Businesses may be left under-prepared and under-insured as the lines are blurred for what constitutes a riot, protest, political violence or war 

There has been an uptick in demand for full political violence insurance following the Covid-19 pandemic, Insurance Times has heard.

The geo-political landscape is shifting, according to Edward Atkin, senior class underwriter at Talbot Underwriting speaking at the International Forum of Terrorism Risk (Re)insurance Pools (IFTRIP) Livestream 2020 last week.

He said: “In many ways, frustration has been exasperated by the new [Covid-19] environment and lockdown restrictions. This gives way to spontaneous protests leaving corporates under-prepared and under-insured for the disruption to the day-to-day running of their business.”


He continued: “Following the recent global pandemic and economic downturn, many of these political violence trends will be intensified, lockdown restrictions have already resulted in social unrest in some countries.

“Plus, pre-existing tensions will be fuelled by the growing scrutiny of how the governments has handled Covid-19.”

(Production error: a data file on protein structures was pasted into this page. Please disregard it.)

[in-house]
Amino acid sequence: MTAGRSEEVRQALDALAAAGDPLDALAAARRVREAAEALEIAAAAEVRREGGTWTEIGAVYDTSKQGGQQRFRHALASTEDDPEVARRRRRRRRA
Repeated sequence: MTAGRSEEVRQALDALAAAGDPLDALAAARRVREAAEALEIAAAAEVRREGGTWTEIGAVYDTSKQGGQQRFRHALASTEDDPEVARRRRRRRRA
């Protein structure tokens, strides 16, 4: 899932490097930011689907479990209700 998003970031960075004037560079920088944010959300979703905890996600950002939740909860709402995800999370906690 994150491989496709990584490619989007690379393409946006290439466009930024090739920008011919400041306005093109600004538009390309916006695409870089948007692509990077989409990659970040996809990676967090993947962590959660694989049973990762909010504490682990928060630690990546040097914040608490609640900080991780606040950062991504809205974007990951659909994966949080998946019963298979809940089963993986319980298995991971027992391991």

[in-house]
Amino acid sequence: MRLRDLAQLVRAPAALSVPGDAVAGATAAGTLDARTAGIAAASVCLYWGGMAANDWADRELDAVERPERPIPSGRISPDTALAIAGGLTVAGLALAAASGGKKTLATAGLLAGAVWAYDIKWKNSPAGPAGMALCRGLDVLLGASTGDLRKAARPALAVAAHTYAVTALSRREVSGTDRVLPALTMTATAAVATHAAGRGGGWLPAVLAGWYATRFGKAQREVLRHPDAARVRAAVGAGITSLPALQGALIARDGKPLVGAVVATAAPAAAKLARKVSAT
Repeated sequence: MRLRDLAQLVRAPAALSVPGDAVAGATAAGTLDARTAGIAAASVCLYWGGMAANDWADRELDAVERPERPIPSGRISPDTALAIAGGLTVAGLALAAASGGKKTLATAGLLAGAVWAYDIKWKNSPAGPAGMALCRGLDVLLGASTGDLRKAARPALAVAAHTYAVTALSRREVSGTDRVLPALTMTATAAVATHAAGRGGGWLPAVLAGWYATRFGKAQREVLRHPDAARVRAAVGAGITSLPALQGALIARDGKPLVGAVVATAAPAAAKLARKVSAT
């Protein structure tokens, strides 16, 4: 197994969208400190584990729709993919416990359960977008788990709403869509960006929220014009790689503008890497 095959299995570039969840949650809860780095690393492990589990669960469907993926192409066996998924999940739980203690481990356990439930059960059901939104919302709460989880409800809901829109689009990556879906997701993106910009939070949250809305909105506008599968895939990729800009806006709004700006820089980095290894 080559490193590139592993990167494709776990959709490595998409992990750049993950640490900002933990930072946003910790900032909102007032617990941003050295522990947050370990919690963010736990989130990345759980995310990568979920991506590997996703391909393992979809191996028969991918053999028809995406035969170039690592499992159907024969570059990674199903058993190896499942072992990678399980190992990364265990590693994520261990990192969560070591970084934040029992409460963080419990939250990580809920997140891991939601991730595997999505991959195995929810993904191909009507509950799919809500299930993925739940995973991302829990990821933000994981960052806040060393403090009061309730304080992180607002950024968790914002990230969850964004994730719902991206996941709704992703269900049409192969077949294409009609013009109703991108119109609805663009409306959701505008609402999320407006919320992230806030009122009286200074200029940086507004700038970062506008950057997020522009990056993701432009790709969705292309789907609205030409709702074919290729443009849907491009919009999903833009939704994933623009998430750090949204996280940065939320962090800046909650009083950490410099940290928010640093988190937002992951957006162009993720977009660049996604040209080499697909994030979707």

For businesses, this can lead to loss of property, loss of access, loss of attraction, impact on people, impact on brand and reputation, and impact on the supply chain.


Atkin listed the following key drivers:

  •  A political shift away from globalisation and a renewed focus on national and regional concerns ie: Brexit
  •  Economic confrontation between major powers and domestic and political polarisation
  •  On a national level increased control and repression leading to descent and opposition in some countries.

“These exposures are not fully covered by the risk market, there are often gaps in coverage when a loss occurs and as a result there has been a recent move towards affirmative coverage,” he said.

The London Bridge attack, Atkin said was a non-damage business interruption event where access to businesses were restricted for five and a half days.

He pointed out that the lines are blurred between defining acts of protest, political violence and war which makes coverage tricky. It is this he said that could leave businesses under-insured.

Read more…Opportunity to boost terror insurance pentration seen amid lockdown 

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